Derek D. Headey and T.S. Jayne, “Adaptation to Land Constraints: Is Africa Different?” Food Policy, vol. 48 (October 2014), pp. 18–33, https://doi.org/10.1016/j.foodpol.2014.05.005.
An empirical examination of how rural African households respond to constraints on cropland found that rural Africans in countries with high ratios of people to land want to limit the size of their families but are not able to achieve their reproductive intentions due to unmet need for family planning services. Reducing fertility is all the more important for such families because intensification of agricultural production on limited landholdings is not faring well in Africa, the authors found. Diversifying into non-farm employment, too, has been much less successful there than elsewhere.
Underinvestment in family planning in densely populated African countries is hampering fertility declines.
“Farm sizes in these high density countries declined sharply from the 1970s to the 2000s,” the authors state, due to subdivision among numerous children in large families. Higher population densities in Africa have an influence on family size, they conclude, “commensurate in size to other well-known determinants of fertility such as female education and income.” They argue that underinvestment in family planning in densely populated African countries is hampering fertility declines that “would gradually alleviate land pressures [and] have been linked to reductions in poverty and substantial improvements in maternal and child health and nutrition, and faster economic growth.”
“Rural Africans in land constrained countries desire smaller families.”
Key quotes: “[R]ural Africans in land constrained countries desire smaller families, but have thus far benefited little from family planning policies. These findings underscore the need for a coordinated multi-sectoral approach to sustainably reduce poverty in the region. . . . [W]e find
novel evidence that desired fertility rates in rural areas decline in response to higher rates of population density, but achieved fertility rates do not. In other words, high density countries in Africa face large gaps in unmet contraception needs, suggesting that family planning policies would be more efficacious in these countries than in more land abundant regions. . . . “[T]he low adoption of modern technologies such as fertilizers and seeds is well documented, as are the links between population growth and [soil] nutrient mining in Africa. . . . [Our] results suggest that higher rural population density may indeed reduce desired fertility rates, but that inadequate access to family planning services has thus far inhibited the achievement of those fertility reductions. . . . In the case of high density countries in Africa . . . our results suggest that there is indeed a substantial demand for family planning services, at least among the female population.”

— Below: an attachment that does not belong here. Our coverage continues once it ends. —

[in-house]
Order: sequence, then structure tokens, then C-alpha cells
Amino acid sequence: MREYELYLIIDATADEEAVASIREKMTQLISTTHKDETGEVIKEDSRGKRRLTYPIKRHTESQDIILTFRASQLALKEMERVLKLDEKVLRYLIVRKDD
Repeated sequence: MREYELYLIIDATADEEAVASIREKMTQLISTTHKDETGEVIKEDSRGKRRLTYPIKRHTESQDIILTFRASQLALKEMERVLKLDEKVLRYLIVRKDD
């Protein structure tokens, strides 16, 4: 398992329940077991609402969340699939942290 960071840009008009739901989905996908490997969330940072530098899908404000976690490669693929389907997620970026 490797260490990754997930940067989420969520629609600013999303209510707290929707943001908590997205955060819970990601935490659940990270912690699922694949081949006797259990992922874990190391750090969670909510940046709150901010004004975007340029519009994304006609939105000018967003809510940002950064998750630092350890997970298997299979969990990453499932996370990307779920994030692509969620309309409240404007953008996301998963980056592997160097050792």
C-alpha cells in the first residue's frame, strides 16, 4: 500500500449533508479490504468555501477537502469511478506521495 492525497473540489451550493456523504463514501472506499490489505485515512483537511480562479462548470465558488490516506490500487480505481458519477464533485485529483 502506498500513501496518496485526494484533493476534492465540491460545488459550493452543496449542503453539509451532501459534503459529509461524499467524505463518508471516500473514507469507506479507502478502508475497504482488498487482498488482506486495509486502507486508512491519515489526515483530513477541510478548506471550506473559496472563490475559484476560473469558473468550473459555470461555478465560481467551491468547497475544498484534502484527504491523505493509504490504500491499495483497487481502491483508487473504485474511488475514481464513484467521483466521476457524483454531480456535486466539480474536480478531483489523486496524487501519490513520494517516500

Overall assessment: This well-constructed paper is among a handful in the FPESA database that successfully address a wide range of the linkages and sub-hypotheses that the project is exploring. Considering possible reasons for Africa’s poor progress in agricultural development, especially compared to Asia’s, the authors comfortably and empirically integrate the role not just of population growth but also of lack of access to family planning and larger-than-desired fertility as a critical factor.
The authors note frankly that data on land and agriculture are poor in many African countries, especially in the least-developed ones, and caution that the reliability of their findings should be judged accordingly. But they nonetheless plow ahead into a field that few other specialists on land and agriculture have dared to venture into: family planning policy and the gap between fertility intentions and outcomes. Their key findings on this (included among other findings not directly related to population or family planning), even with the data caveats, are important. They provide evidence that reducing unmet need for family planning, especially in the areas with the greatest land constraints and least-productive agriculture, is among the highest-priority policy measures to address food insecurity on the continent.
The following annotation and assessment is excerpted from the forthcoming report of the Family Planning and Environmental Sustainability Assessment (FPESA) project. The report will contain selected annotations from more than 930 peer-reviewed articles reviewed for potential relevance to the hypothesis that family planning supports environmental sustainability. The annotations are written by project director Robert Engelman with input from members of the project team and, where indicated, members of the project’s international network of research assessors.